One of the lessons of this table is that God is not petty. God never loses a sense of proportion. Here God sets a table of grace for the world. And He says, “Come, everyone who thirsts, come to the waters; and he who has no money, come, buy and eat! Come, buy wine and milk without money and without price” (Is. 55:1).
And the thing to notice here is that God says this to people who have stolen money from Him, have cursed Him, and spent all their money on prostitutes and reckless living. Your Father in Heaven is the Father in the parable of the prodigal. He is looking down the road for all the prodigals, for any who come knowing their sin, and He is eager to throw a party. He is preparing a fatted calf for those who have no money, for those who have squandered His grace.
The older brother in the parable is the petty one, and please note carefully that he was the good one. He stayed home. He didn’t squander his father’s inheritance, and yet in the end, He was angry and excluded himself from his father’s joy. But the father’s joy is for both kinds of sons, prodigals and petty perfectionists.
We come to this table every week, but it’s possible to come and yet not really come. It’s possible to eat and drink, but not feast on Christ. It’s possible to come and not enter into the joy of the Lord. But that is what is set before you now: the joy of Christ; your Father’s joy. It’s the kind of joy that runs to meet foolish sinners and welcome them come. It’s the kind of joy that puts a new robe on your rags, a ring on your filthy finger, kills the fatted calf, and hires a band for dancing.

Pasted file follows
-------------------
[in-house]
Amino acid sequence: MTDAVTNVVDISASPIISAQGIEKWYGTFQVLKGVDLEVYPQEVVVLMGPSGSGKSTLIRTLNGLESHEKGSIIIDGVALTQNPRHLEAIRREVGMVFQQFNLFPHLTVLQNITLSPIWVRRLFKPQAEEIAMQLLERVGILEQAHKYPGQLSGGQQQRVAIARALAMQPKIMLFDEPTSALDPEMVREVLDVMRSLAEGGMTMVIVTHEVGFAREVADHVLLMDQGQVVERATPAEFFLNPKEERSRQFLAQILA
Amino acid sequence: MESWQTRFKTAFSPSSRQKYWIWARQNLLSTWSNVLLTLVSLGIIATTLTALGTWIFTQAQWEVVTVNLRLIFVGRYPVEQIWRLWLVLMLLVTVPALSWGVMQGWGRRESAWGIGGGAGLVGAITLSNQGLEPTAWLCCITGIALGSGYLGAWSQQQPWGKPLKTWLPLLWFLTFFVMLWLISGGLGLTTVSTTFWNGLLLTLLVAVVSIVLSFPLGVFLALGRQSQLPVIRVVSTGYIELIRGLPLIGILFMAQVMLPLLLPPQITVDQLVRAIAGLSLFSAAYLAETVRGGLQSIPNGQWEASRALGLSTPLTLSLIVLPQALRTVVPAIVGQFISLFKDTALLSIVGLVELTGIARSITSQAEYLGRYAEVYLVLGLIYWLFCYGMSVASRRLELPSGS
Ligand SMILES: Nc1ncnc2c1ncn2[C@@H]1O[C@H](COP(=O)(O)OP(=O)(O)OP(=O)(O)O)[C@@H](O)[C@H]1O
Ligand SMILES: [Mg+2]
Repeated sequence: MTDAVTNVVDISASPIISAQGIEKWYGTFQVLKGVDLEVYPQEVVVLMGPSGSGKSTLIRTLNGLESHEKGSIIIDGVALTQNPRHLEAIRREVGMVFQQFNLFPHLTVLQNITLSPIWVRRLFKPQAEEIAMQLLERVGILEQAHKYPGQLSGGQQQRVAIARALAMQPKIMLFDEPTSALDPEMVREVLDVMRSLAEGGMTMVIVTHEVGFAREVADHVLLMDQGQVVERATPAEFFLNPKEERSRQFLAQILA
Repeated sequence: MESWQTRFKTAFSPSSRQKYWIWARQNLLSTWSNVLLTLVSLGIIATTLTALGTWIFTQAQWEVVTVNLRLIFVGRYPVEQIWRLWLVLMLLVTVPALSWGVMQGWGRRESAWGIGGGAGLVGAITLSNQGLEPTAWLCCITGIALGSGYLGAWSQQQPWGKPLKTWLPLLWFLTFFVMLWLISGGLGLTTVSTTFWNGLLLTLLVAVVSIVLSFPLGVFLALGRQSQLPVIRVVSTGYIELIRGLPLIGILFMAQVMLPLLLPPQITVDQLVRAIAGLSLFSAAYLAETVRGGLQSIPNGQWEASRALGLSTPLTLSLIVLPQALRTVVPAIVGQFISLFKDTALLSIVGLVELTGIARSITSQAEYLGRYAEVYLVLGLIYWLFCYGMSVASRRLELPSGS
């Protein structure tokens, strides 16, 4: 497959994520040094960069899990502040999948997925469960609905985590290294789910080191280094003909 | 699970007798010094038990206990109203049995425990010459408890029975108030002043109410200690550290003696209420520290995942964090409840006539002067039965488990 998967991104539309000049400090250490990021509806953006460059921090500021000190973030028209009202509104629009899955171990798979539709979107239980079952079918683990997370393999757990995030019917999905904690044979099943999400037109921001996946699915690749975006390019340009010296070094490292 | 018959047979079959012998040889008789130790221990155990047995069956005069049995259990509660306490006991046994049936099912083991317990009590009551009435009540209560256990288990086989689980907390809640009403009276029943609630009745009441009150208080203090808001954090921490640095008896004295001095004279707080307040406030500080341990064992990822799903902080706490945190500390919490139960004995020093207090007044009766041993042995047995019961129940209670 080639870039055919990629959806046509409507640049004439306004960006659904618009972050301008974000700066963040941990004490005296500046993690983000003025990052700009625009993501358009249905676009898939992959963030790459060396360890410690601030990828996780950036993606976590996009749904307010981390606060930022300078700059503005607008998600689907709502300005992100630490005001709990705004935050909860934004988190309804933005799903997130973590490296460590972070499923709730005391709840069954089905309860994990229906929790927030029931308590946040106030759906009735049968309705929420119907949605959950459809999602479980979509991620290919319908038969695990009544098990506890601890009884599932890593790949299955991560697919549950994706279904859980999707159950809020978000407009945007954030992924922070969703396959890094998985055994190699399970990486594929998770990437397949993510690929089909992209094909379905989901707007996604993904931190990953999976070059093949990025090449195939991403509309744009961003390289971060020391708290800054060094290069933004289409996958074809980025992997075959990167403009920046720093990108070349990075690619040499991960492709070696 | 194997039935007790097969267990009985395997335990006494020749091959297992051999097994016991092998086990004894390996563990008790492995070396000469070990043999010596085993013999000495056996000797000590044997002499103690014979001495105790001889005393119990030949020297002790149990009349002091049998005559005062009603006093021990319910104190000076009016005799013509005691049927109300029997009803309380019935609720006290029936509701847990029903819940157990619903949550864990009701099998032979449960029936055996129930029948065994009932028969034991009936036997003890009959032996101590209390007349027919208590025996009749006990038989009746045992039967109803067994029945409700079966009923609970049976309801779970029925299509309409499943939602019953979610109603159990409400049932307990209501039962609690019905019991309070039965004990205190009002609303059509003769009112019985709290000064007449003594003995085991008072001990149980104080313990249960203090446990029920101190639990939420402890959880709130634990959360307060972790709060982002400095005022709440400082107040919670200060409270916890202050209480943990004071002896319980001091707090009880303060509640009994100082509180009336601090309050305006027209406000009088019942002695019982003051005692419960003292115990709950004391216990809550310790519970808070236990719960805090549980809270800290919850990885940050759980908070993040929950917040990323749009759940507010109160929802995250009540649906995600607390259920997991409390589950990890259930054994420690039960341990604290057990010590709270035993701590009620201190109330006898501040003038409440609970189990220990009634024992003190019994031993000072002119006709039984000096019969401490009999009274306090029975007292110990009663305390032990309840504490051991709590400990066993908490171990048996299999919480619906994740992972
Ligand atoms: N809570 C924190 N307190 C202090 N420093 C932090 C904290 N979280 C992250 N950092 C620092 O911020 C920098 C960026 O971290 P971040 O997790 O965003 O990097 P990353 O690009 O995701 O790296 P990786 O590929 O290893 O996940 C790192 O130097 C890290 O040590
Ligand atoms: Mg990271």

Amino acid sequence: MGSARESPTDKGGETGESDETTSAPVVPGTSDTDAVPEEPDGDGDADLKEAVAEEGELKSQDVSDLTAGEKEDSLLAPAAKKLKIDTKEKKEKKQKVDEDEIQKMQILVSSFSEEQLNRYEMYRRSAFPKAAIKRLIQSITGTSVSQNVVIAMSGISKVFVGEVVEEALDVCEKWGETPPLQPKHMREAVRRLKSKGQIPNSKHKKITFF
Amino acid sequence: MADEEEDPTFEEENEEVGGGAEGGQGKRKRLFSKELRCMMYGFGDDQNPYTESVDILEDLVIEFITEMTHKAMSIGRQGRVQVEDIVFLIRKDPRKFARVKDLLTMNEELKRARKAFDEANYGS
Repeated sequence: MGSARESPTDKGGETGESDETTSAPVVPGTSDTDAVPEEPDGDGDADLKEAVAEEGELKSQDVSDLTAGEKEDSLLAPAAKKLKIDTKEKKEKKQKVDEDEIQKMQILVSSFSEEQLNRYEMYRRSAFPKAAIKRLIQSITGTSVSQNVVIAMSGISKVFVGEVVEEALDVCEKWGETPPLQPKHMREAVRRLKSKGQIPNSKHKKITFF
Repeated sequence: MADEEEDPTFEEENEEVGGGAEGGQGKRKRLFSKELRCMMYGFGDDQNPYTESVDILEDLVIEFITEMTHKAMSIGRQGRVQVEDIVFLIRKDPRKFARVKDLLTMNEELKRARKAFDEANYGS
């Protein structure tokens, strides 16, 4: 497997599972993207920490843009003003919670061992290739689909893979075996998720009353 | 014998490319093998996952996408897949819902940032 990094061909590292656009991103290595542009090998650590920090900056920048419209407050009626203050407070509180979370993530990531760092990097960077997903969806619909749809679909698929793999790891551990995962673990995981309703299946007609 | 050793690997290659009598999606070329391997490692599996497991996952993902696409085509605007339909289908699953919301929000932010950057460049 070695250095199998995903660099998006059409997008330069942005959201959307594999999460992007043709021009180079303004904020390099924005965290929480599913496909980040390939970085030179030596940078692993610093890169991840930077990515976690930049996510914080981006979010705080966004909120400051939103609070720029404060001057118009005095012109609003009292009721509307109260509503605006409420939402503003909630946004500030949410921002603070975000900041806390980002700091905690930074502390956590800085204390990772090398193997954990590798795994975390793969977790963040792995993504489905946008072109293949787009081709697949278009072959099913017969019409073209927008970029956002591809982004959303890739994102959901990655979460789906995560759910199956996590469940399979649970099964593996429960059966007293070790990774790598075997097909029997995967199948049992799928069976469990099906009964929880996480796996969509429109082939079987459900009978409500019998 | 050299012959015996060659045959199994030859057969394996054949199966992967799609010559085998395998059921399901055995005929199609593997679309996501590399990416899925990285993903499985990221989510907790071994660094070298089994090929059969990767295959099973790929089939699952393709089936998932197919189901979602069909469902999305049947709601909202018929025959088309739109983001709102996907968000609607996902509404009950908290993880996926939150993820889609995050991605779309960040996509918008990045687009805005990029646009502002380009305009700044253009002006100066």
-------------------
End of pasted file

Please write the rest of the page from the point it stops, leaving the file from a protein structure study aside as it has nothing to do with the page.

Do you see? Do you understand? Your Father is full of mercy, full of grace. So lay your petty grievances down. Let them go. Stop fussing about what he said or she said or did and just come. Come to the feast. Come into the party. Come into the joy.
Come and welcome to Jesus Christ.
Photo by Ardian Lumi on Unsplash
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